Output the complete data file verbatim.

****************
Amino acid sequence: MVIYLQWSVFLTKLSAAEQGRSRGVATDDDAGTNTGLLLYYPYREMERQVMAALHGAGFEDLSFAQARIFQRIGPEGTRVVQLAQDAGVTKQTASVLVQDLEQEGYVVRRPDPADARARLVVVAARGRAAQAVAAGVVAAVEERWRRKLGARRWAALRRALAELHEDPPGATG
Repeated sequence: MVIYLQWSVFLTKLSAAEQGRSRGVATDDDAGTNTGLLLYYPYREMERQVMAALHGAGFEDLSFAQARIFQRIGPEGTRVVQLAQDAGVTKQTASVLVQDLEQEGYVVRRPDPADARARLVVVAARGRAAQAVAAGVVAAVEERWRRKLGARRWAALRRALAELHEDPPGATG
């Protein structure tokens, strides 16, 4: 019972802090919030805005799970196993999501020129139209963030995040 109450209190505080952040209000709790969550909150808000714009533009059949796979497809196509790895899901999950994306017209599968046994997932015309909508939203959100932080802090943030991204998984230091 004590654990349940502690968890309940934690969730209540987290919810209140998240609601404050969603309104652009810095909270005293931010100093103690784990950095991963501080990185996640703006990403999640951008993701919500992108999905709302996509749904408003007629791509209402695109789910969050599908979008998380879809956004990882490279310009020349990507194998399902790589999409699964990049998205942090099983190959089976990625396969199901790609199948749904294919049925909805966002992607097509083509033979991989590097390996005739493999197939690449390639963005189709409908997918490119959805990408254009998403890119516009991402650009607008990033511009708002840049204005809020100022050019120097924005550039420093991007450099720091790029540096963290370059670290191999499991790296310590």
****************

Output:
Amino acid sequence: MVIYLQWSVFLTKLSAAEQGRSRGVATDDDAGTNTGLLLYYPYREMERQVMAALHGAGFEDLSFAQARIFQRIGPEGTRVVQLAQDAGVTKQTASVLVQDLEQEGYVVRRPDPADARARLVVVAARGRAAQAVAAGVVAAVEERWRRKLGARRWAALRRALAELHEDPPGATG
Repeated sequence: MVIYLQWSVFLTKLSAAEQGRSRGVATDDDAGTNTGLLLYYPYREMERQVMAALHGAGFEDLSFAQARIFQRIGPEGTRVVQLAQDAGVTKQTASVLVQDLEQEGYVVRRPDPADARARLVVVAARGRAAQAVAAGVVAAVEERWRRKLGARRWAALRRALAELHEDPPGATG
């Protein structure tokens, strides 16, 4: 019972802090919030805005799970196993999501020129139209963030995040 109450209190505080952040209000709790969550909150808000714009533009059949796979497809196509790895899901999950994306017209599968046994997932015309909508939203959100932080802090943030991204998984230091 004590654990349940502690968890309940934690969730209540987290919810209140998240609601404050969603309104652009810095909270005293931010100093103690784990950095991963501080990185996640703006990403999640951008993701919500992108999905709302996509749904408003007629791509209402695109789910969050599908979008998380879809956004990882490279310009020349990507194998399902790589999409699964990049998205942090099983190959089976990625396969199901790609199948749904294919049925909805966002992607097509083509033979991989590097390996005739493999197939690449390639963005189709409908997918490119959805990408254009998403890119516009991402650009607008990033511009708002840049204005809020100022050019120097924005550039420093991007450099720091790029540096963290370059670290191999499991790296310590």